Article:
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Kindle in Amazon Prime Air Service will use drones to deliver
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Kindle in Amazon Prime Air Service will use drones to deliver

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Amazon’s CEO loves a good reveal, and took the opportunity afforded by a 60 Minutes segment to show off his company’s latest creation: drones that can deliver packages up to five pounds, to your house in less than half an hour. They’re technically octocopters, as part of a program called “Amazon Prime Air.” A drone sits at the end of a conveyer belt, waiting to pick up a package and can carry them up to ten miles from the fulfillment center. As soon as Amazon can work out the regulations and figure out how to prevent your packages from being dropped on your head from above, Bezos promised, there will be a fleet of shipping drones taking the sky.

Description : Kindle in Amazon Prime Air Service will use drones to deliver


Amazon’s CEO loves a good reveal, and took the opportunity afforded by a 60 Minutes segment to show off his company’s latest creation: drones that can deliver packages up to five pounds, to your house in less than half an hour. They’re technically octocopters, as part of a program called “Amazon Prime Air.” A drone sits at the end of a conveyer belt, waiting to pick up a package and can carry them up to ten miles from the fulfillment center. As soon as Amazon can work out the regulations and figure out how to prevent your packages from being dropped on your head from above, Bezos promised, there will be a fleet of shipping drones taking the sky.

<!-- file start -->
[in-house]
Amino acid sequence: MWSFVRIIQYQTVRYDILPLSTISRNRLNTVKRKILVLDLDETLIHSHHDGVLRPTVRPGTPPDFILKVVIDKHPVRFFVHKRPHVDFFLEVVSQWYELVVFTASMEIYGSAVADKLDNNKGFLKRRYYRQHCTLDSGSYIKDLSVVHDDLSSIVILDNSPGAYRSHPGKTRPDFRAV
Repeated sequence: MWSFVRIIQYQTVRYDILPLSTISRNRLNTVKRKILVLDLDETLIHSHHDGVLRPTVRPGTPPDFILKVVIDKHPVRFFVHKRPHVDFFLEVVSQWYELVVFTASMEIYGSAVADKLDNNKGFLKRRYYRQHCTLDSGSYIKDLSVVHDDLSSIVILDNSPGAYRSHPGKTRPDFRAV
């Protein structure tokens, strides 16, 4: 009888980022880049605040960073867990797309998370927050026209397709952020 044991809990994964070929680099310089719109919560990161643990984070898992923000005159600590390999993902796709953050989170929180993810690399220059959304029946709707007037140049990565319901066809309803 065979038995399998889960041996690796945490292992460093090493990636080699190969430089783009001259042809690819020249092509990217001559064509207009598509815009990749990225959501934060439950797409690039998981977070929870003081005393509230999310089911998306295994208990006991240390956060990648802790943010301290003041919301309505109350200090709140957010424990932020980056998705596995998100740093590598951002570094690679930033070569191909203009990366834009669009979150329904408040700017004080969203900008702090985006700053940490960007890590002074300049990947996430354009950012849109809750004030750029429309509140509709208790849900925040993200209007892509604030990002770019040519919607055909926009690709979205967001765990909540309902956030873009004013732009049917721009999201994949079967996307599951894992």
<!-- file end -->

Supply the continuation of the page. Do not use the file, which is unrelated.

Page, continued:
Amazon Say :

We're excited to share Prime Air — something the team has been working on in our next generation R&D lab. The goal of this new delivery system is to get packages into customers' hands in 30 minutes or less using unmanned aerial vehicles. Putting Prime Air into commercial use will take some number of years as we advance the technology and wait for the necessary FAA rules and regulations. Check out this footage from a recent test flight.

“These are octocopters,” Bezos said in the interview. “These are effectively drones, but there’s no reason these can’t be used as delivery vehicles.” You won’t be seeing them anytime soon — the FAA has yet to release rules about how unmanned flying vehicles may be used — but Bezos said he thinks Amazon could start offering a “Prime Air” service

“It will work, and it will happen,” Bezos said. The truth is that the FAA will ultimately decide that.
As for how Amazon will deal with the inevitable neighborhood game called “Steal/crush/shoot the drone,” maybe we can ask the
@AmazonDrone Twitter account that just popped up.


 
 











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